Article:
What's Involved in A Golf Course Photo Shoot, Anyway?

April 08, 2013  •  Leave a Comment

A Typical Photo Shoot

First, there is no typical photo shoot.  I shoot mountain courses, parkland courses, links courses… all kinds of courses.  And I shoot all over the country.  And every shoot is unique.  However, for argument's sake...

A local shoot (near Atlanta or Indianapolis) will usually include an early morning session and a late afternoon session, for a total of 4 to 6 hours of on-site work.  For local shoots, I schedule one day at a time because there are no travel issues and I can select the best day to be on the course.  For out of town work, I prefer... but don't require... to schedule at least 3 days on a property, so we can both be confident that I'll have ample time with ideal shooting conditions.  (I have a terrible fear of flying to the wilds of Canada for a one day shoot and being washed out by gray, nasty weather, when what my client needs are great shots of a beautiful golf course!  What a waste of my time and my client's resources!)

A one day shoot will usually result in 40 to 50 images for my client to review.

What Uses Do You Anticipate for New Photos?

The first question to ask is how do you intend to use your new images?  A pro photographer (please insert my name here!) can shoot to meet your specific needs and keep costs under control.  So whether you need only a few images of your signature hole(s) or a complete collection of images for an online course tour, a new yardage book or to decorate your clubhouse, I can schedule the proper amount of time to build a collection to meet those specific needs.

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Next, we need to schedule my visit properly, so as not to interfere with events you may have scheduled.  We also need to schedule around aerification, so your greens are in good condition.  And then there are seasonal issues.  Perhaps capturing early Spring color or Fall foliage is important to you and your members.  I enjoy my relationships with my clients, and am happy to return multiple times during the year to build a year round catalog of images.  I see beauty in golf courses at every time of the year, so let me know what works best for you, and I'll schedule accordingly.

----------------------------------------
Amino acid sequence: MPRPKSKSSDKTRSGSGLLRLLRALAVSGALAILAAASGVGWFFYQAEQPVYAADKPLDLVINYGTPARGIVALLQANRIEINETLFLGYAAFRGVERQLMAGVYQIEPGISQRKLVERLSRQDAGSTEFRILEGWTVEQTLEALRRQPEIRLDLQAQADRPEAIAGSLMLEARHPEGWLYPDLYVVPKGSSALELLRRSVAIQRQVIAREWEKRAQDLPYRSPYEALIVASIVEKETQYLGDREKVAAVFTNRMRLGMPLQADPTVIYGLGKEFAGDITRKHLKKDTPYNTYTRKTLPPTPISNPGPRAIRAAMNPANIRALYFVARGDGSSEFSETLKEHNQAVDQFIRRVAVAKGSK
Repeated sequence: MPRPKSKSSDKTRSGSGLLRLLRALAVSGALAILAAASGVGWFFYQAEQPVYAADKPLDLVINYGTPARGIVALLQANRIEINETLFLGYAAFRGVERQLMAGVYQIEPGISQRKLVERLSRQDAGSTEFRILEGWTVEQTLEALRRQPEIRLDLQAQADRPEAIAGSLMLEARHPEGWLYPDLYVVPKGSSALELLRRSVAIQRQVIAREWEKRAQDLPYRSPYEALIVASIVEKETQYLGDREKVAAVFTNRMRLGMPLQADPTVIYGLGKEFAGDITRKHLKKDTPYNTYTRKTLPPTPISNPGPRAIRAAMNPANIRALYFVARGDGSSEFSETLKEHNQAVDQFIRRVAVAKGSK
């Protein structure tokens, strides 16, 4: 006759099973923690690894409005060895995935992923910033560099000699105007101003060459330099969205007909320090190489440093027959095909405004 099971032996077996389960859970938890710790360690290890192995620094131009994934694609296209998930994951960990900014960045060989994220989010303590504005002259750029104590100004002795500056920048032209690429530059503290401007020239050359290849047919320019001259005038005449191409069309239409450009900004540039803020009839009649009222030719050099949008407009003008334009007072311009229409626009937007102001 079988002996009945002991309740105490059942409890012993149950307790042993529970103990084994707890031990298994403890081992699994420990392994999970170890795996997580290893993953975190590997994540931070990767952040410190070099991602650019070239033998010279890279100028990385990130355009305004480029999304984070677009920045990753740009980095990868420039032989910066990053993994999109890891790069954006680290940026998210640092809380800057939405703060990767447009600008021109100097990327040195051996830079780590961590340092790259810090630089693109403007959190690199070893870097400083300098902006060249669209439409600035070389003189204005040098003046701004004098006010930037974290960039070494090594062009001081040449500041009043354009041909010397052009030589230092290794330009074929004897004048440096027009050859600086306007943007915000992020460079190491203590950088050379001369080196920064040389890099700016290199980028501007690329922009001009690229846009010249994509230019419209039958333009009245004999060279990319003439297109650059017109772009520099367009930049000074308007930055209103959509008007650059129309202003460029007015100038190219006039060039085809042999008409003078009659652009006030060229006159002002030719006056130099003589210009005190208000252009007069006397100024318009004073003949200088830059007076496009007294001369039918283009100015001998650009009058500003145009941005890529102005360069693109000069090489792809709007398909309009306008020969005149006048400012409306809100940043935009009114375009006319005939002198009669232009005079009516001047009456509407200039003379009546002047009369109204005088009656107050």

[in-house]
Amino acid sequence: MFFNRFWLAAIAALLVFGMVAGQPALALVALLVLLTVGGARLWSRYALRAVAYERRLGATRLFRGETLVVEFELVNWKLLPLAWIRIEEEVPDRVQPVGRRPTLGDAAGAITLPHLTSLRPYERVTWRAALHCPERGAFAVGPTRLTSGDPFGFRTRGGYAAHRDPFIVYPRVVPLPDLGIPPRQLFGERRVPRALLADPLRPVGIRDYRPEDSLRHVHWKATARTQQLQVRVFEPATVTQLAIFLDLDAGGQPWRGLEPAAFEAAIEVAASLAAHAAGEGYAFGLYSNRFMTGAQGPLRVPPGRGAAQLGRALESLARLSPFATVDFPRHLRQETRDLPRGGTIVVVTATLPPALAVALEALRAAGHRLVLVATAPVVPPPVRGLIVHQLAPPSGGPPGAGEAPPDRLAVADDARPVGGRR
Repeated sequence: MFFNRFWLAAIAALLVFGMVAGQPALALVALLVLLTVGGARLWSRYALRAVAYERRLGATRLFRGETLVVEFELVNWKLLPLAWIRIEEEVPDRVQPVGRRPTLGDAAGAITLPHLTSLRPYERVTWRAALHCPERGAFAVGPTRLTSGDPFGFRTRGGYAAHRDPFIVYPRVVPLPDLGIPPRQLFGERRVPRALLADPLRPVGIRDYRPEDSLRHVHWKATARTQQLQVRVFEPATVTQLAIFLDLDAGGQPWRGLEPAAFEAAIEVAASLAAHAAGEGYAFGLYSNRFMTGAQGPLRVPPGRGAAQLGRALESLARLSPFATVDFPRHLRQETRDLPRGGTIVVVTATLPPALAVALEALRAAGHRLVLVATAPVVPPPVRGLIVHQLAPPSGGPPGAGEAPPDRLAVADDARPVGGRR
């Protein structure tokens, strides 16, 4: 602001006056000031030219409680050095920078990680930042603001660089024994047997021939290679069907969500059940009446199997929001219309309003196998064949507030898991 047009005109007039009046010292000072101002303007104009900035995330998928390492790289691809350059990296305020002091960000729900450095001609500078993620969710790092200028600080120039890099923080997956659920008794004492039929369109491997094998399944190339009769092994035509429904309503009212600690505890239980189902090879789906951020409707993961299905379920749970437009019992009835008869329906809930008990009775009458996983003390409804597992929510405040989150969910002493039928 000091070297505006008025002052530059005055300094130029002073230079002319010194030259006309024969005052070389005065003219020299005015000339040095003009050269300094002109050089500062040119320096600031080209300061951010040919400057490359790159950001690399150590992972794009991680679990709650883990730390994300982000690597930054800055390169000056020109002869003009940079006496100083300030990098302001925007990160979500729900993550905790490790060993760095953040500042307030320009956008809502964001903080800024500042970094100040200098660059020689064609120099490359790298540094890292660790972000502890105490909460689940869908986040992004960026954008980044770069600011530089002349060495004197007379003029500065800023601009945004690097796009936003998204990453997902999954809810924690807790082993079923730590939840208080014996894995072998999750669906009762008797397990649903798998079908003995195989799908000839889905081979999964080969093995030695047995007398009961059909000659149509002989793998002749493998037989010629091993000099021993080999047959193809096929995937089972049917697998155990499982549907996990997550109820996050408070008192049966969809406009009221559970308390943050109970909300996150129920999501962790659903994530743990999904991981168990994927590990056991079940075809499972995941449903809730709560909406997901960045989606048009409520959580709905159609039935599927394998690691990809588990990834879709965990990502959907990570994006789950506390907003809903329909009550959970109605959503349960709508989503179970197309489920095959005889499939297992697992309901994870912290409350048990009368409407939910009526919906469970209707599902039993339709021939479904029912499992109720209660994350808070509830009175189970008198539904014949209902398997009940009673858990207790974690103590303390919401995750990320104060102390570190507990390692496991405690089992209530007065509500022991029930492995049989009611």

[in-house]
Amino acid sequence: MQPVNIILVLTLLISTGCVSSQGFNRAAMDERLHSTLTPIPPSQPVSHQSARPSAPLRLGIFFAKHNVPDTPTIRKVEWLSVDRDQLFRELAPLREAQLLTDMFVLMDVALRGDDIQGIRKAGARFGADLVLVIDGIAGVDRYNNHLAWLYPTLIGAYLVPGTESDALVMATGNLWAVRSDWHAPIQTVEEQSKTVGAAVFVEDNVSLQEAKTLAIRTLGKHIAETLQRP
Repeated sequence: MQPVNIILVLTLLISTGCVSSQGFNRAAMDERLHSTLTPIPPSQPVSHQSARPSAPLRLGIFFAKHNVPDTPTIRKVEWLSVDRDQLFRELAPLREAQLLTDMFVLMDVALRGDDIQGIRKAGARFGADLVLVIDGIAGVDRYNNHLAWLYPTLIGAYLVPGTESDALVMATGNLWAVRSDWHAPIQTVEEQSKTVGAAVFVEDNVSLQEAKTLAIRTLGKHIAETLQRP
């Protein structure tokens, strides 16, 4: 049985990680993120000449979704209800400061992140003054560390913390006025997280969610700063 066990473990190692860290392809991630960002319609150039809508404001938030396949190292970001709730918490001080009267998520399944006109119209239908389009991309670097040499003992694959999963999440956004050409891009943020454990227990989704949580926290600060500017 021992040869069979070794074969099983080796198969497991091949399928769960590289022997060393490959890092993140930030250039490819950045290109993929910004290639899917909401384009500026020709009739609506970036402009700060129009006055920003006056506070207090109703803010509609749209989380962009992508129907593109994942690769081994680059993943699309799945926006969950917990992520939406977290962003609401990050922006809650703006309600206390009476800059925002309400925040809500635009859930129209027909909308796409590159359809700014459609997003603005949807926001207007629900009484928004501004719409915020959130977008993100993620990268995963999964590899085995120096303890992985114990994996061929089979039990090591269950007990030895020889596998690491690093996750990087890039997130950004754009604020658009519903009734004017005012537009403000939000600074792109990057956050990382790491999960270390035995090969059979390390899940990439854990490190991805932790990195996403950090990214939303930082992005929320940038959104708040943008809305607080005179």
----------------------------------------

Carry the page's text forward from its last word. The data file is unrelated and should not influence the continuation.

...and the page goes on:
A Day On The Course…

AEC15brinkman9-27s4-1672 My typical shooting schedule allows me to avoid having any impact on play.  My goal is for your golfers to not even know I've been on the course.  I am usually on your property before the sun, and shoot for 3 to 4 hours in the morning.  Then I'm back very late in the afternoon and shoot until almost dark.  My goal is to avoid golfers altogether, but if you need images that include activity on the course, I can capture those images without interfering with play.  And if images require model releases I can obtain them easily… again, minimizing interference to play.